Residents Say Traffic Plan for New Jamul Casino Is a Gamble

East County residents got to weigh in Wednesday on a Caltrans plan to fix traffic tie-ups in their area, caused by a new casino under construction in Jamul.

At State Route 94 and Steel Canyon Road, drivers see new asphalt, painted lines and signs. It is only the beginning of a larger road project designed to ease traffic congestion anticipated with next year's opening of Hollywood Casino Jamul just down the road.

Neighbors question what the road project is really benefitting.

Longtime Jamul resident Nancy Murrell lives on Vista Sage Lane, off SR-94 between Steel Canyon and Lyons Valley Road. She said even with current traffic levels, turning onto her street is a bigger gamble than Hollywood casino Jamul will offer.

“You're scared for your life when you are coming down the hill. I have to make a left-hand turn. I sure hope nobody rear ends me,” Murrell said.

At Caltrans’ open house Wednesday night, the road improvement plan was illustrated in poster-size photos. Murrell was disappointed to see her turn lane did not make the cut.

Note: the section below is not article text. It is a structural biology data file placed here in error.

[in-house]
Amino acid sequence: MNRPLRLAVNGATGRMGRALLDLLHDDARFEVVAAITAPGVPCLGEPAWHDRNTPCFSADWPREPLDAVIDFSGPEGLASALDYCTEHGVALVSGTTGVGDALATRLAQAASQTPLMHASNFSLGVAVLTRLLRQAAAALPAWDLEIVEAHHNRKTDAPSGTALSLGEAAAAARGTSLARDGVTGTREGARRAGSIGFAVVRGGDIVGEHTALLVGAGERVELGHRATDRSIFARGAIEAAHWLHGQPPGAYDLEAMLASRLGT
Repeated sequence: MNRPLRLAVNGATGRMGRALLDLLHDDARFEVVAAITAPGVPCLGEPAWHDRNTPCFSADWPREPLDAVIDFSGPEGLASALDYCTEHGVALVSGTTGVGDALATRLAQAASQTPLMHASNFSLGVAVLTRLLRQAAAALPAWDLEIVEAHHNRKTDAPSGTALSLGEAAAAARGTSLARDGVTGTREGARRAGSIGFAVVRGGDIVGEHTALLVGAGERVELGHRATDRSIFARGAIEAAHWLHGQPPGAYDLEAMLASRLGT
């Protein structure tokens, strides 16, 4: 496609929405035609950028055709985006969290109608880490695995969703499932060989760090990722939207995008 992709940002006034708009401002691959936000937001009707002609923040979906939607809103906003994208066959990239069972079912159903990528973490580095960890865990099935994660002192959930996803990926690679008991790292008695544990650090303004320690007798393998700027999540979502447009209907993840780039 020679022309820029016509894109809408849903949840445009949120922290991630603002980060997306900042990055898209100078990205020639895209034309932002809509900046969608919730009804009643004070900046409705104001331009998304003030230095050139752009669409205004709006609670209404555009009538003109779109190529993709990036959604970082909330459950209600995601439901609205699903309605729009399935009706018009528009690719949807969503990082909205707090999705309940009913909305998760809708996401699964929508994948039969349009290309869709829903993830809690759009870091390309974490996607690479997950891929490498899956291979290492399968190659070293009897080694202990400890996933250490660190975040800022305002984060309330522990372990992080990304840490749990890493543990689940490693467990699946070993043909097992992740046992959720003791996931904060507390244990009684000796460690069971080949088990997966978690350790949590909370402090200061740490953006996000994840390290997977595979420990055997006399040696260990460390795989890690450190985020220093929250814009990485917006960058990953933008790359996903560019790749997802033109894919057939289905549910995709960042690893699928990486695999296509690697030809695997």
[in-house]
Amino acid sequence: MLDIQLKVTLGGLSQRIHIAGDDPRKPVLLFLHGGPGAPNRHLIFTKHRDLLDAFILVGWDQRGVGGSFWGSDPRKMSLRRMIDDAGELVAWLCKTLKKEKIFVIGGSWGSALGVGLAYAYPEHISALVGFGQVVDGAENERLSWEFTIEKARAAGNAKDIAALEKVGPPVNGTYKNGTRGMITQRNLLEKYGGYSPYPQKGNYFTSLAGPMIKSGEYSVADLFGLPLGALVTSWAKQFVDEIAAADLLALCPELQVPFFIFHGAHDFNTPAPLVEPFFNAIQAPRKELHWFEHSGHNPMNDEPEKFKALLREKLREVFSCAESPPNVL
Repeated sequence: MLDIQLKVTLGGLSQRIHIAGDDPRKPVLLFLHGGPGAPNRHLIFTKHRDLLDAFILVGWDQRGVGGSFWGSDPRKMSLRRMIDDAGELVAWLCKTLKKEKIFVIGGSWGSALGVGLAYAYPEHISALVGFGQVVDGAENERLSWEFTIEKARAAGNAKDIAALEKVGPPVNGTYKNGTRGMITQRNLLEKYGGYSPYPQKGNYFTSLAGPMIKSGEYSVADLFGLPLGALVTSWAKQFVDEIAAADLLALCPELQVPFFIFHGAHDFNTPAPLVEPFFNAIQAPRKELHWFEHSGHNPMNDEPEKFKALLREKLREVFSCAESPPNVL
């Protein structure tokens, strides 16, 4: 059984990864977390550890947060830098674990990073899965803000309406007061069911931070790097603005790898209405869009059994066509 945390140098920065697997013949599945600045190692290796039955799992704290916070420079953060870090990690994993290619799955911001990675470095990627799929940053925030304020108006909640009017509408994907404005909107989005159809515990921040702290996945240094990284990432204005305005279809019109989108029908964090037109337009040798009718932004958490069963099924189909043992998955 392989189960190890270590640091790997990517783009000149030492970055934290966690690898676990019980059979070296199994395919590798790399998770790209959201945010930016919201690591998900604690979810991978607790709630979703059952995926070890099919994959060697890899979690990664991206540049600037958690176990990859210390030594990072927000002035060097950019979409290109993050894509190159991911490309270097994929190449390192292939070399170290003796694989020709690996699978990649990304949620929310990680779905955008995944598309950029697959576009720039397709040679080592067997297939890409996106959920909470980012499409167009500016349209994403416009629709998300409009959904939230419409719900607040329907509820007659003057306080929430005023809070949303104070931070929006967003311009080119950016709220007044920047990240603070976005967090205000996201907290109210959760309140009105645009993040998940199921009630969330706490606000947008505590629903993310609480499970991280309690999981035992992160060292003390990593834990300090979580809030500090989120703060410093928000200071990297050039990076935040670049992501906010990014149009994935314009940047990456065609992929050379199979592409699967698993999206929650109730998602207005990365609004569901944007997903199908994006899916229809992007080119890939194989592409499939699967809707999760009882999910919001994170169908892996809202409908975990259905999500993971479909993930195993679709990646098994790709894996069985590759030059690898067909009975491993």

“The fixing of the roads is to fix it for their benefit,” Murrell said.

Caltrans District 11 Deputy Director Bill Figge said the plan includes more turn lanes, lights at intersections and signage.

But the improvements, paid for by Casino developers, are meant to ease traffic congestion caused by casino visitors.

“The rest of the road is basically absorbing that traffic, and if it hasn't been identified as having an issue, it's capable of handling that traffic,” Figge said.

The feud between residents and the Jamul Indian Village of California is long-standing.

The tribe broke ground on the Hollywood Casino last January. Currently, three of the 20 lawsuits filed against the project remain active in federal and state courts, despite the advanced stage of construction.

So at the meeting, the Caltrans road improvement plan got some poor reviews.

“It will help divert some of the traffic at the site, but beyond that, it's going to bottleneck traffic far back,” resident Dave Nordberg said.

Even though Caltrans organizers wanted to separate the casino from the road improvement open house, opponents didn't miss an opportunity to say Hollywood is not their home.

Caltrans representatives said they will consider changes to the road improvement plan and are accepting public input through Aug. 27. Construction is expected to be completed next year.

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